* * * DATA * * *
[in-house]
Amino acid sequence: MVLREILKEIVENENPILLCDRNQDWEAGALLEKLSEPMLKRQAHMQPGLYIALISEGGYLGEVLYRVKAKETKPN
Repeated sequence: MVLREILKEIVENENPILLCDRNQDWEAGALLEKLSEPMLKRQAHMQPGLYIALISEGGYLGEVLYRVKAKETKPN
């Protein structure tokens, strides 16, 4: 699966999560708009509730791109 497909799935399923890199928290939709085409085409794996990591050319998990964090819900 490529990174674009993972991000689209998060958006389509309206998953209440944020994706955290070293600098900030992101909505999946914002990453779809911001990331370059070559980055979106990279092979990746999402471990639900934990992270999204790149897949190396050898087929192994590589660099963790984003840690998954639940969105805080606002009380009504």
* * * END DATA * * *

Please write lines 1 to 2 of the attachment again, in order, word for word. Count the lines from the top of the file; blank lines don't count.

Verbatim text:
[in-house]
Amino acid sequence: MVLREILKEIVENENPILLCDRNQDWEAGALLEKLSEPMLKRQAHMQPGLYIALISEGGYLGEVLYRVKAKETKPN